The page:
27 August 2010 | MurderSlimPress
Trenchard-Smith's Best Movie
The opening of 'Dead-End Drive In' quickly sets out its world. There's been a series of disasters that have led to society struggling to survive. A food crisis, a financial crisis, and then an unemployment crisis. And Australia is suffering with the rest of them. Gangs of punks are fighting authority and crashing cars. As an Aussie movie, there's shades of 'Mad Max' to this, but it's given a more populated feel. Instead of empty streets, there's a bunch of people in 'Dead-End Drive In'. Despite the lack of budget for the movie, Brian Trenchard-Smith gives a real sense of lots of people suffering from the consequences of economic failure.
The movie follows Crabs and his girlfriend Carmen, who end up stranded in an almost post-apocalyptic drive-in cinema after their tires are stolen by the police. The drive-in cinema has nearly 200 people in a similar situation, lighting fires and glaring at each other. The stranded are given food vouchers to eat takeaway from the on-site greasy restaurant.
Crabs is a very engaging character. He wants to become a tough guy, but no matter how much he works out, runs and eats, Crabs is still regarded as a "scrawny b*****d". Yet, as soon as he's stranded in the drive-in, he wants to get away. He wants this so badly, he irritates his girlfriend and also incurs the wrath of people spray painting "Crabs can't get it up" on his car. Carmen, incidentally, is so attractive I spent the movie slightly slack jawed.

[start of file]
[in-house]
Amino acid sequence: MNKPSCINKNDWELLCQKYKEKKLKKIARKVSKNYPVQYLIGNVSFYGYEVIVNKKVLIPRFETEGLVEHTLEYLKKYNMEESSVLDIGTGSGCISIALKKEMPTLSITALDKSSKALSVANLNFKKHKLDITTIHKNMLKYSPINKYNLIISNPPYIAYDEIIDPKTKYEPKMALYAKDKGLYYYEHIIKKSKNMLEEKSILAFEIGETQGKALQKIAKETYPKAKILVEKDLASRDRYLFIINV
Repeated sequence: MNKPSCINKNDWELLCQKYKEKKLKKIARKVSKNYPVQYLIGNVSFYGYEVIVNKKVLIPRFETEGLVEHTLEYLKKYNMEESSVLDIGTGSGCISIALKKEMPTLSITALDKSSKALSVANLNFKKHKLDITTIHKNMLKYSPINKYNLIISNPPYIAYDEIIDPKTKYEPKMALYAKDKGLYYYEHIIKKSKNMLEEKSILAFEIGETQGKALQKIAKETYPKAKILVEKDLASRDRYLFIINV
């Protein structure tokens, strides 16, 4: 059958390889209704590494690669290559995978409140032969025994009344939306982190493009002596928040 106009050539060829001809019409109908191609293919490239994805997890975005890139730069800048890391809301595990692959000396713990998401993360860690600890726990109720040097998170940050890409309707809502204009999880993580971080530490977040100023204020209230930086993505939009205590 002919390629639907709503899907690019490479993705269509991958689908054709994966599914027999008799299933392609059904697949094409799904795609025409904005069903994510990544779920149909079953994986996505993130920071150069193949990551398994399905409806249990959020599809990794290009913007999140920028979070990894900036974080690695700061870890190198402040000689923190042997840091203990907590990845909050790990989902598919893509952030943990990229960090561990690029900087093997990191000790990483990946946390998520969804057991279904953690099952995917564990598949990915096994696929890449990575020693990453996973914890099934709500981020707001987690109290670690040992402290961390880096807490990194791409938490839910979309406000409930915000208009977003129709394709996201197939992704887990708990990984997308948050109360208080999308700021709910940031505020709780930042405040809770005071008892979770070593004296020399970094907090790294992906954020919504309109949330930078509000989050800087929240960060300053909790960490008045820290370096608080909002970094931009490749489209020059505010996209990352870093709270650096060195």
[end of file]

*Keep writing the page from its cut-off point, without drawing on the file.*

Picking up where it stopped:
For a supposedly trashy movie, it's actually very cleverly done. The car crashes are spectacularly choreographed. Don't expect a special-effects laden movie - it's not that - but when effects are used they're used well. Sparks fly up as cars speed through large fires. Bullets ping off the walls and cars with some canny squib effects.
Above all, there are some great undercurrents to the movie. The way the drive-in deals with the unemployed seems to ring very true with the concept of ghettos. The controller of the drive-in cinema even provides them with drugs. Crabs becomes even more likable because - like us - he sees the drive-in as a huge prison infested with unfair racial divisions.
'Dead-End Drive In' is, naturally, a little rough around the edges. But by limiting the movie to the confines of a drive-in cinema, it creates a well realised world. It's also great to see everyone throwing their all into a movie. Maybe by focusing more on characters and a basic story of "me versus them" it simply doesn't overstretch. It's an enjoyable - and sometimes thought provoking - way to spend 92 minutes of your life.